Veteran Russian human rights defender Ludmilla Alexeeva today scooped the third Václav Havel Human Rights Prize, worth €60 000.
The prize honours outstanding civil society action in defence of human rights.
Alexeeva, 88, gave up a promising academic career to join the Soviet dissident movement and later, was a founding member of the Moscow Helsinki Group.
Forced to emigrate to the US in 1977, Alexeeva returned to Russia in 1989 to continue her work, becoming President of the International Helsinki Foundation, before joining the Russian President’s Commission on Human Rights.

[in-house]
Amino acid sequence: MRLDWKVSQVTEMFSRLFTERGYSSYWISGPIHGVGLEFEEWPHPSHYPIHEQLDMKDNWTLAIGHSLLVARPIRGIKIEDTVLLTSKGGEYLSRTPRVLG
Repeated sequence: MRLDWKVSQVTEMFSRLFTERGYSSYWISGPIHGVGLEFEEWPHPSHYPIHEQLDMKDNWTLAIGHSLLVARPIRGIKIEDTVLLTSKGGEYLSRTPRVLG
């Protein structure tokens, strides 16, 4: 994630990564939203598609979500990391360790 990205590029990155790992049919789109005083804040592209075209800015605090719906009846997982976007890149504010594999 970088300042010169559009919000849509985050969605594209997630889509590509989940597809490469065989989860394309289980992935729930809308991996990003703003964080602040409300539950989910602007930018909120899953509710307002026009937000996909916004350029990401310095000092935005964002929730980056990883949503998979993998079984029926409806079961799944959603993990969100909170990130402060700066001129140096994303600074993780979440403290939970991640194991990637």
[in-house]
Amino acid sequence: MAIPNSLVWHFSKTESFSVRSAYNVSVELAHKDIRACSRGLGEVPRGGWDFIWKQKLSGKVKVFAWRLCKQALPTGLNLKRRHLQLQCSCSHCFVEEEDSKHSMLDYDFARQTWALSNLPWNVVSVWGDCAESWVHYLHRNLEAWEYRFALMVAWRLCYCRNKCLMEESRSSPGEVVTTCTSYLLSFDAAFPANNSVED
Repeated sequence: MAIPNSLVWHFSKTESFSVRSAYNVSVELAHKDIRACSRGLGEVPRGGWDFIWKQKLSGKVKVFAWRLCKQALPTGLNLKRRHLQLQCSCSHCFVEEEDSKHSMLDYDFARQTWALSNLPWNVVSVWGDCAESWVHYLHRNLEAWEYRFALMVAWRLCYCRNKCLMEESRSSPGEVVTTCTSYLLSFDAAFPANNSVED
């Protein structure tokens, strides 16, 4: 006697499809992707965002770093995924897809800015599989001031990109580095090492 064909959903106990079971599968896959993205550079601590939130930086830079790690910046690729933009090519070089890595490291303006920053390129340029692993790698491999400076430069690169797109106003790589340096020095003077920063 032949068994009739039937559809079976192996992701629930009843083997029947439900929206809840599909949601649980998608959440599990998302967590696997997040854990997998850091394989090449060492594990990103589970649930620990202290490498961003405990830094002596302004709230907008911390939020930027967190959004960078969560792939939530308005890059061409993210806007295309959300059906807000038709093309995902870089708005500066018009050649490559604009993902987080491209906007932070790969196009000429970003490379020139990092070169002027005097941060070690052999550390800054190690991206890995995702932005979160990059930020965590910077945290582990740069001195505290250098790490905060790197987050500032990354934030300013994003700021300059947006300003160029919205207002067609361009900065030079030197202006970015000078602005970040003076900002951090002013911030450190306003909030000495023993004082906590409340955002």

Presenting the trophy, PACE President Anne Brasseur, chair of the selection panel, said: “Ludmilla Alexeeva has inspired many generations of activists in Russia, but also abroad, to commit themselves to the struggle for justice. During the decades of her work, Alexeeva was persecuted and threatened, she lost her employment and she had to leave her country in order to continue to speak out about human rights violations in the Soviet Union.
“Today she chairs the Moscow Helsinki Group, an organisation that often faces a hostile environment as a free-thinking NGO, but nonetheless continues to denounce human rights violations and offers help to victims. I am honoured to see Ms Alexeeva in this hemicycle today, and I applaud her life-long commitment.”